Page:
The approval of the parents was sought after giving them written and spoken information about the project that was approved by the Regional Research Ethics Board in Gothenburg.
Guided by Levene's test, Student t test or Welch's t test were used for comparisons of means and Spearman's correlation coefficient was calculated to illustrate relationships between variables. With the study sample size, using a t test, we could detect a difference of 0.6 SDs between full terms and preterms at 80% power using a significance level of 5%. The software packages SPSS Statistics V.17.0.1 and R 2.13.118 were used.
Fifty-eight preterm infants were eligible for study and 46 survived until discharge. Parental consent was obtained for 41 infants. We were able to test lung function in 37 at a PMA of 36–45 weeks (mean 40.2 weeks). The full-term controls were studied at 37–42 weeks (mean 39.8 weeks). Characteristics of the preterm infants are given in table 1.
Comparison of lung function in preterm and full-term infants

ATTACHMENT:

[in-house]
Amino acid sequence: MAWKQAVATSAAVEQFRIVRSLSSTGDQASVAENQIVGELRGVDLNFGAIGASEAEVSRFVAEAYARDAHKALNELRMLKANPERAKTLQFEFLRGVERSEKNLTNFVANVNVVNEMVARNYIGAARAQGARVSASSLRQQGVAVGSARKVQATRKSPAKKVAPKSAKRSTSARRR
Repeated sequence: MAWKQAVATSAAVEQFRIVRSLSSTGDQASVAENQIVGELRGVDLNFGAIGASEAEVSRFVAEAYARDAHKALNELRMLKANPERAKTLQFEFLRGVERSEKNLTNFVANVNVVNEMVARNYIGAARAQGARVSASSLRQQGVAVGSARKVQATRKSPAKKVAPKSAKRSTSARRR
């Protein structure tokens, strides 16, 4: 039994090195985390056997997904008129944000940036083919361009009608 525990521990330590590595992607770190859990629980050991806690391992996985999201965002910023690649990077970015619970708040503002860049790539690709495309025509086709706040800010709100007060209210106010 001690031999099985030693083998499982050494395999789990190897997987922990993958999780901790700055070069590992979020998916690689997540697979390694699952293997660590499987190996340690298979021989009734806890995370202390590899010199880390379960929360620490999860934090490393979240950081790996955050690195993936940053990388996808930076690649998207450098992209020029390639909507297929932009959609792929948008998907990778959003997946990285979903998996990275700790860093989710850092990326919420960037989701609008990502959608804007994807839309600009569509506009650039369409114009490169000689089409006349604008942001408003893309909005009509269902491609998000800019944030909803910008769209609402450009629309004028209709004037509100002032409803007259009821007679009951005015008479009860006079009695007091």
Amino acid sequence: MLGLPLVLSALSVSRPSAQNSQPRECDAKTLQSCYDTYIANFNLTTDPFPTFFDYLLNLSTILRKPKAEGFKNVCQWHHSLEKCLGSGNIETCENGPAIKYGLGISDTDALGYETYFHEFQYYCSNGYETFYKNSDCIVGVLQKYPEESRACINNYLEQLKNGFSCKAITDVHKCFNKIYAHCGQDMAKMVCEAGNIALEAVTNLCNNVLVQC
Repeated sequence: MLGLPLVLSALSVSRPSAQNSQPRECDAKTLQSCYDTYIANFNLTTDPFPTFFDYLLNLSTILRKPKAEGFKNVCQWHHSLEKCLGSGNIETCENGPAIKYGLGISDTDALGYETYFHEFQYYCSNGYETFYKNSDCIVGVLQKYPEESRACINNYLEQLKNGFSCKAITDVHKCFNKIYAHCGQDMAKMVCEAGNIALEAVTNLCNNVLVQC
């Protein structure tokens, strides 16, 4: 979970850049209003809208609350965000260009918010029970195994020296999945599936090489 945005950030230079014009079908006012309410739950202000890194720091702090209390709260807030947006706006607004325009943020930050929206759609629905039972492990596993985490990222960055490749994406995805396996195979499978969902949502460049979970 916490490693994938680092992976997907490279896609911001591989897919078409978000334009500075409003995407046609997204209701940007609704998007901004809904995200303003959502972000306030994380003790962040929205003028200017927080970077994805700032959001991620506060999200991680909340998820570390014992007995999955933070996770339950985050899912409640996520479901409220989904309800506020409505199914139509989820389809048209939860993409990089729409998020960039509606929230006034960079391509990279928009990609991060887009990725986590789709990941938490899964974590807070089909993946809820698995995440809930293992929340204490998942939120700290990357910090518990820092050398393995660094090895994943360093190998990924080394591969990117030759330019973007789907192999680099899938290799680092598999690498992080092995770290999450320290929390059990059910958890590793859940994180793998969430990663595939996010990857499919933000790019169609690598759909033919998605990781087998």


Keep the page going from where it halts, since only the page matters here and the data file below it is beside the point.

There were substantial and significant differences between the means of all variables. Preterm infants had lower FRC and compliance, higher specific conductance and less efficient gas mixing than infants born at term (table 2 and figure 1). In the preterm group, the distribution of the variables appeared symmetric around means in histograms, and there was no tendency of any bimodal distribution.
Lung volume, mechanics and performance at term in preterm infants related to ability of oxygenation
Twenty-four preterm infants fulfilled the criteria for BPD at 36 weeks PMA, and 13 did not. Infants with BPD had lower FRC and higher specific conductance. Also, compliance and gas-mixing efficiency appeared to be more compromised in infants with BPD than in those without, but the differences did not reach statistical significance (p=0.06 and 0.07, respectively) (table 2 and figure 1).